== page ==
I did say “Go ye and clicketh on everything, and then asketh questions about it.”
And so you did.
And so I answereth.
I bet you didn’t know you had one:
My password token is not valid?
Without more details on what happened to you exactly, I can only speculate:
- Something is horribly, horribly broken and we are all going to die1 because it is the end of the world2.
- The password token expired. They do die too, but I mean expired as in past its validity date. Yeah, like Nancy Pelosi.
I’ll assume that we’re talking about the password reset process—there are other “tokens” involved in the inner workings of this site, but I’m quite sure that’s the only one instance related to passwords.
Again, I’m only speculating as I would need more information to figure out what happened, but there are two things to look out when resetting a password:
- Not wait too long once you receive the reset email. The tokens expire normally after one day, at which point one has to start the reset process again.
- Make sure that the reset link in the email is either clicked or copied and pasted in your browser without error.
If that doesn’t do it, please contact me by email, with as many details as possible. Because it might be the end of the world after all.
Perhaps I’ve just been elected something somewhere.
Or I simply need a chair:
What is the “Install the Dissident Frogman” that now comes up on my Chrome options?
PRAISE THE LORD! I could kiss you, on the mouth3 just for asking that question.
As I was writing, reading, and re-writing the return announcement post, I couldn’t shake the nagging feeling that I was forgetting something in the product description.
There it is.
—So what is it?
—It is Nerdish for Progressive Web App.
—That doesn’t sound any less Nerdish to me.
—You are so right!
PWA is a set of technologies used to make a web app—or site—work a bit like a native mobile app and there is no getting out of Nerdish, is there?
In short—and hopefully not too Nerdish terms—this lets you “install” parts of the site on your device (computer, phone, tablet), and use it in a separated instance of your browser and even—in some cases—when offline.
These things can be quite sophisticated indeed, as their goal is to provide both developers and users with an alternative to the so-called “native” apps that are, for one thing, dependent on the good will of Apple and Google if you want to get on their phones (hello Gab & Parler), as they can only be obtained and installed from their app stores. But that’s beyond the scope of this site and this article.
My implementation of this technology is not that extensive—quite the contrary, as I’ve only set it up for the most basic features (no, sorry, you won’t be able to see the site when you’re offline).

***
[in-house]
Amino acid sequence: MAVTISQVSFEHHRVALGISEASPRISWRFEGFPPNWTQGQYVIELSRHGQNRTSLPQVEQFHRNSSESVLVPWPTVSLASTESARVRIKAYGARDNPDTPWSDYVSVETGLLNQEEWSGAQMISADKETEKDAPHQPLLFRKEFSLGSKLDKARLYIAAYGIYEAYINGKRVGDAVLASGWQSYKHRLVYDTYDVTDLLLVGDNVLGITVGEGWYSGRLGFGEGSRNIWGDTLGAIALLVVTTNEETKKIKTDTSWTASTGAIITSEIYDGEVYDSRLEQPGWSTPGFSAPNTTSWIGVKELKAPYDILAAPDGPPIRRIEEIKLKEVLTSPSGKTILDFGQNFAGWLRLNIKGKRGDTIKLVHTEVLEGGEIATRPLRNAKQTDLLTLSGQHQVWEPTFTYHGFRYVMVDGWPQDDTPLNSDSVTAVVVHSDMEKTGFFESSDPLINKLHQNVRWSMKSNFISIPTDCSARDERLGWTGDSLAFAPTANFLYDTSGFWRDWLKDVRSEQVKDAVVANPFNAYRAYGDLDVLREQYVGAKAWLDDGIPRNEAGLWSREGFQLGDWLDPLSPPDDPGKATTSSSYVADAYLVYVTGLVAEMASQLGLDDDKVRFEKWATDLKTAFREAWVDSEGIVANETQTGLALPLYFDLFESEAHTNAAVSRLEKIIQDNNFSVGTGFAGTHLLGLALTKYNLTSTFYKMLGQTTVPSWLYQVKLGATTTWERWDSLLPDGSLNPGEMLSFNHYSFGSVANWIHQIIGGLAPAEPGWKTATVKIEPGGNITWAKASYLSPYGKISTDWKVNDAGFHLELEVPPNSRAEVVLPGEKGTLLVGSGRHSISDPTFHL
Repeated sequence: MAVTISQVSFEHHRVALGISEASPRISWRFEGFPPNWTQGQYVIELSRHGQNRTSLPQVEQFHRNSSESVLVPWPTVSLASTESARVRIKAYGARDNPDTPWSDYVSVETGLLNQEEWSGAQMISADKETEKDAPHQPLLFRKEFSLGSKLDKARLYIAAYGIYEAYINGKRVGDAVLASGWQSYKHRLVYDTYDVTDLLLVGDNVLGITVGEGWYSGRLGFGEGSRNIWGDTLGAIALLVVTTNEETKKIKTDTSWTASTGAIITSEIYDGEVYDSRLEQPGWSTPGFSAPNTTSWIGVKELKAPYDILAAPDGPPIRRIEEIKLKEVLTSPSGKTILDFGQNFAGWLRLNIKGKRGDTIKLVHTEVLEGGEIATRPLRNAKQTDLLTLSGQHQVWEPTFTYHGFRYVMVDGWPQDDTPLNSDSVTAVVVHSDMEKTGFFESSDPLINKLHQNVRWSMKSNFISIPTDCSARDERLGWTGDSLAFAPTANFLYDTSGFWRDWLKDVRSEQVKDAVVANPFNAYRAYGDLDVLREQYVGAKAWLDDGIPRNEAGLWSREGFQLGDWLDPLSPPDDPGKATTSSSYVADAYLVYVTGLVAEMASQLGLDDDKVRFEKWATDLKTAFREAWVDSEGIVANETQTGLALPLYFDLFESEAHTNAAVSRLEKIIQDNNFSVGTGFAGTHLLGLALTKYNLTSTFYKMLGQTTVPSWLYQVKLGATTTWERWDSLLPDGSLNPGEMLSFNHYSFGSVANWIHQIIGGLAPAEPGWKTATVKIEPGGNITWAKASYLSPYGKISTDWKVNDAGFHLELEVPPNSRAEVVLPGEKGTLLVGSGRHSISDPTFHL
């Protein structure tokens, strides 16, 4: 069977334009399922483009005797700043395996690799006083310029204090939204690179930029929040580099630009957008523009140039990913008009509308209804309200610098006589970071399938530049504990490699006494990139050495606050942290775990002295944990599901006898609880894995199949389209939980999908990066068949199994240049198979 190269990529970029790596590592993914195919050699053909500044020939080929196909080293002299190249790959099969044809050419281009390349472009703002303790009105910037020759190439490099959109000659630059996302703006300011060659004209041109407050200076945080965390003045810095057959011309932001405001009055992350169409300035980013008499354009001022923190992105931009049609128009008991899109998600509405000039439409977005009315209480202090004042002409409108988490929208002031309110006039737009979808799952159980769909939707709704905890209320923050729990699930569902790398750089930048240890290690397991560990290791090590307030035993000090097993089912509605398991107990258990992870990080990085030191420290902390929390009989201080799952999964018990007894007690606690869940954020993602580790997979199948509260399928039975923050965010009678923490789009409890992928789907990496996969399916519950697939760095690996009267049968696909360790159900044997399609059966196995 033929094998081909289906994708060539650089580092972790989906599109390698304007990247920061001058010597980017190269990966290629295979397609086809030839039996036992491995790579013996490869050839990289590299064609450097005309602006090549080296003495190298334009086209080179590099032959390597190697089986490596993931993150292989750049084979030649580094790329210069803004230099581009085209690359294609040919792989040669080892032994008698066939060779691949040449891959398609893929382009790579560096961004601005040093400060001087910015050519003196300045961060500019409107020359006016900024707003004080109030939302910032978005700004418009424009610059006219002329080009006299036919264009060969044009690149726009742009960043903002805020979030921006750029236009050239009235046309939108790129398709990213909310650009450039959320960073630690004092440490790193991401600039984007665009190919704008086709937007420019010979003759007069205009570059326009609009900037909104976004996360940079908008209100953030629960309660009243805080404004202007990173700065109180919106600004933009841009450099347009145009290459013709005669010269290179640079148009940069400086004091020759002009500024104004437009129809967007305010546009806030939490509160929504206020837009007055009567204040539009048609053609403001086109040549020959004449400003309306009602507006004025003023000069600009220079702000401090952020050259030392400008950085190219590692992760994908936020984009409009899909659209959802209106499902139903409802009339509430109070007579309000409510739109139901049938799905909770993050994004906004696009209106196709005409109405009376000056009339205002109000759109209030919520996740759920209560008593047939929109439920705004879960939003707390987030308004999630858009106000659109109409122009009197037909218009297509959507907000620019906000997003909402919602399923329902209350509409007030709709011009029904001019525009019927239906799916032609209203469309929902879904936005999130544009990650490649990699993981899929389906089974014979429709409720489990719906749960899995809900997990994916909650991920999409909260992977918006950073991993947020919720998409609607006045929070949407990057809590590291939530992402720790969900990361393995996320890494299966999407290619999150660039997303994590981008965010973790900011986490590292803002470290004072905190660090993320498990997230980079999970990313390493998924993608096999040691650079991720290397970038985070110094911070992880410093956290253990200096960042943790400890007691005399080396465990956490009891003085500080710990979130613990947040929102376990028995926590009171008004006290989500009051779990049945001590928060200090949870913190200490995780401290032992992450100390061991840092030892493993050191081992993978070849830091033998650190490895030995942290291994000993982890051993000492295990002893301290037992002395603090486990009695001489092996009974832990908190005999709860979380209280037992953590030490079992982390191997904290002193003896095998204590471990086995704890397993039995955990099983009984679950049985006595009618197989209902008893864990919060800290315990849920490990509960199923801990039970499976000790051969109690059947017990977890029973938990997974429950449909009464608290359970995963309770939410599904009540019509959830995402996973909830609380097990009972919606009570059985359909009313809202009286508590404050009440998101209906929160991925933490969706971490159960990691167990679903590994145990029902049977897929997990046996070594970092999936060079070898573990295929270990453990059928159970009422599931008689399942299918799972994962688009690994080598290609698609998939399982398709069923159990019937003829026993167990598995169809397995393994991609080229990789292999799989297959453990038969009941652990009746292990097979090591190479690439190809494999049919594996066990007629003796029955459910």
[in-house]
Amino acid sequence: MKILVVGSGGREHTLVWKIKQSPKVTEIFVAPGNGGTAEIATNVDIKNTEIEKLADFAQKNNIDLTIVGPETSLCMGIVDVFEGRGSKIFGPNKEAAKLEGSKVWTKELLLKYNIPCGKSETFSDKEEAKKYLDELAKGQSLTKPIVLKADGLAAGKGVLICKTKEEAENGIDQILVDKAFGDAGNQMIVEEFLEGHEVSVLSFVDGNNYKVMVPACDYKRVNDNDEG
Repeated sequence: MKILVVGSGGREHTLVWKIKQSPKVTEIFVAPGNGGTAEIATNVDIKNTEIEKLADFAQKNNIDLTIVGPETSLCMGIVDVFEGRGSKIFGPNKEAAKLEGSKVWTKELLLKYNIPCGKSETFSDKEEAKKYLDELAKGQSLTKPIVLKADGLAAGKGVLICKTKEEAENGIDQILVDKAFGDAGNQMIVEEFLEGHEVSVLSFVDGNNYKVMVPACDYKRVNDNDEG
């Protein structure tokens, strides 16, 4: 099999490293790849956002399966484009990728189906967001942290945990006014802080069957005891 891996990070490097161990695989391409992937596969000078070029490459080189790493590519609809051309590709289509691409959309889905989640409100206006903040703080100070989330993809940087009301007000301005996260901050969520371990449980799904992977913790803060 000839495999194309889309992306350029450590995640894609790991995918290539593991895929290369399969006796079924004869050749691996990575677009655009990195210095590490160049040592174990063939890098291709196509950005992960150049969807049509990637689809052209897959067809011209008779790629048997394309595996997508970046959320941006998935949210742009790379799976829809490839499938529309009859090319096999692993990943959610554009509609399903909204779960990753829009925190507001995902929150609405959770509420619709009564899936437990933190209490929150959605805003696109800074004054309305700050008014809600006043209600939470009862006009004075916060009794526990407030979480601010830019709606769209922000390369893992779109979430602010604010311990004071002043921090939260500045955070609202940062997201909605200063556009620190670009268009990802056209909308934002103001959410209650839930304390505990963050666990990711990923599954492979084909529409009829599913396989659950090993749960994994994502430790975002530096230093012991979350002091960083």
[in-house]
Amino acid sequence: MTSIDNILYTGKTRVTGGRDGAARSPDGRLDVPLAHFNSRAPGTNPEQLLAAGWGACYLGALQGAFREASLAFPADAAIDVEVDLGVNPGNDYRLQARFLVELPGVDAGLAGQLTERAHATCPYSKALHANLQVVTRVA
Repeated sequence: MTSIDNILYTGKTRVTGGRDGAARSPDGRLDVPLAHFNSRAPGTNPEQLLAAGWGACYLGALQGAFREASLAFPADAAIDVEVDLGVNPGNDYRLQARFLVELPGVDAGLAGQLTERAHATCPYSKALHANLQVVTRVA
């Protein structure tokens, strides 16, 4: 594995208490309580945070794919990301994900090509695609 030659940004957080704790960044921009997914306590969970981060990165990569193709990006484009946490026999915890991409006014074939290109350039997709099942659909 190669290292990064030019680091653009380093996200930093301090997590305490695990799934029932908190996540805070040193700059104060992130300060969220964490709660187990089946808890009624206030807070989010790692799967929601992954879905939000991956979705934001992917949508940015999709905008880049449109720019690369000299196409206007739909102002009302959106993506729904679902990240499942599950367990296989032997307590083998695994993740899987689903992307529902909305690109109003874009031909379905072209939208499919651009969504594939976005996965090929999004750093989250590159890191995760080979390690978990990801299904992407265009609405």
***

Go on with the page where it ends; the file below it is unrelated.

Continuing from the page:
When you install:
- An icon is added to your phone/tablet/PC’s home and/or apps screen
- When launched, this opens the site in a single distinct “window” that is in fact a separated instance of your web browser but without all the clutter of its interface.
- On a phone, the site looks like any other app, using all the space available.
- On a computer, it opens in a simple window.
You then use the site normally. Bit of a let-down, I suppose.
Here’s a few screenshots (on a Windows 8.1 PC)
In addition to providing its own dedicated window and launch icon, this PWA also install a very small amount of resources (images, stylesheets) required to display a distinctive page when you’re offline (rather than the stupid and unhelpful error that any web browser returns when it can’t access anything), as well as a second page of which I won’t say anything because it’s kind of an “Easter egg”4 and I was hoping you’d find it by yourself and by accident and would be a bit entertained and now I’ve kind of ruined the surprise anyway.
So what will happen if you Install the Dissident Frogman? Not the end of the world, for sure (it’s already started)
Any color you want, so long as it is black:
I much prefer black text on a white background.
Yes, I suppose I did pull a Henry Ford here, didn’t I?
In my defense, I can only say that everything you see here, the coding, the graphics, the writing and the rest is a three (unpaid) men’s job—me, myself and I—and with human resources of such magnitude at our disposal, we had no other options but to make hard choices when it comes to… Just about everything throughout the development process.
Developing two diametrically opposed designs just wasn’t in the realm of the possible for little old me.
I understand your disappointment however, and the only suggestion I can offer is that you switch on your web browser’s Reader View (or the equivalent on your browser. It’s called “Immersive reader” on Microsoft Edge, for instance). You will lose all the new design’s flourish, but the text will be black on white.
One top tip for Firefox users, as I’ve found it to be rather fickle with whether it chooses to offer the reader’s view option or not. You can force the Reader View on any page by prefixing the address with:
Here’s a real example: to force reader view on this post, type (or copy and paste) in Firefox’s address bar the following:
You will then see the page like this: